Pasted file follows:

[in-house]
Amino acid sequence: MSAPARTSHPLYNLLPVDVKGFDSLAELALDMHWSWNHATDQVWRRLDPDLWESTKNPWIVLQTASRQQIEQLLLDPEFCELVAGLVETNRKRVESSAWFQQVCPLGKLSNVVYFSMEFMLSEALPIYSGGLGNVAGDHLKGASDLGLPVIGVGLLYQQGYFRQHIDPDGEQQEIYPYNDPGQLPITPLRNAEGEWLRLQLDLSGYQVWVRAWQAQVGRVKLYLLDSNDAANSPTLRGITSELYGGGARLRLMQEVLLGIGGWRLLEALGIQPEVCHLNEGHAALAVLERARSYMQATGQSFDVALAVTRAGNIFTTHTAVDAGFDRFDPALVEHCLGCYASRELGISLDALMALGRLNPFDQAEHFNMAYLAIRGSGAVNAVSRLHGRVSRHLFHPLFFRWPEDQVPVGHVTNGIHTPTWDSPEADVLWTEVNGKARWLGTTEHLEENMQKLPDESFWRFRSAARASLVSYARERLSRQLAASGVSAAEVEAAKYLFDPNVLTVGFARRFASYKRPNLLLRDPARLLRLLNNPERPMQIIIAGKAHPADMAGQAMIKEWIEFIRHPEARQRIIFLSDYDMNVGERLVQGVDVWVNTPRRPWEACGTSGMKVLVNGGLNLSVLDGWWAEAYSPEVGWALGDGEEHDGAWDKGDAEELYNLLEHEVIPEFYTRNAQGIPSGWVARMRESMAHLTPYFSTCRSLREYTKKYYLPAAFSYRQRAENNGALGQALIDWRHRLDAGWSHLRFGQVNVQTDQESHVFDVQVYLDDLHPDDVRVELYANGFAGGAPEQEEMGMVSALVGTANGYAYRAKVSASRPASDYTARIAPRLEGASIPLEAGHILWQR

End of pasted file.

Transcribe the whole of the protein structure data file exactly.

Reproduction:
[in-house]
Amino acid sequence: MSAPARTSHPLYNLLPVDVKGFDSLAELALDMHWSWNHATDQVWRRLDPDLWESTKNPWIVLQTASRQQIEQLLLDPEFCELVAGLVETNRKRVESSAWFQQVCPLGKLSNVVYFSMEFMLSEALPIYSGGLGNVAGDHLKGASDLGLPVIGVGLLYQQGYFRQHIDPDGEQQEIYPYNDPGQLPITPLRNAEGEWLRLQLDLSGYQVWVRAWQAQVGRVKLYLLDSNDAANSPTLRGITSELYGGGARLRLMQEVLLGIGGWRLLEALGIQPEVCHLNEGHAALAVLERARSYMQATGQSFDVALAVTRAGNIFTTHTAVDAGFDRFDPALVEHCLGCYASRELGISLDALMALGRLNPFDQAEHFNMAYLAIRGSGAVNAVSRLHGRVSRHLFHPLFFRWPEDQVPVGHVTNGIHTPTWDSPEADVLWTEVNGKARWLGTTEHLEENMQKLPDESFWRFRSAARASLVSYARERLSRQLAASGVSAAEVEAAKYLFDPNVLTVGFARRFASYKRPNLLLRDPARLLRLLNNPERPMQIIIAGKAHPADMAGQAMIKEWIEFIRHPEARQRIIFLSDYDMNVGERLVQGVDVWVNTPRRPWEACGTSGMKVLVNGGLNLSVLDGWWAEAYSPEVGWALGDGEEHDGAWDKGDAEELYNLLEHEVIPEFYTRNAQGIPSGWVARMRESMAHLTPYFSTCRSLREYTKKYYLPAAFSYRQRAENNGALGQALIDWRHRLDAGWSHLRFGQVNVQTDQESHVFDVQVYLDDLHPDDVRVELYANGFAGGAPEQEEMGMVSALVGTANGYAYRAKVSASRPASDYTARIAPRLEGASIPLEAGHILWQR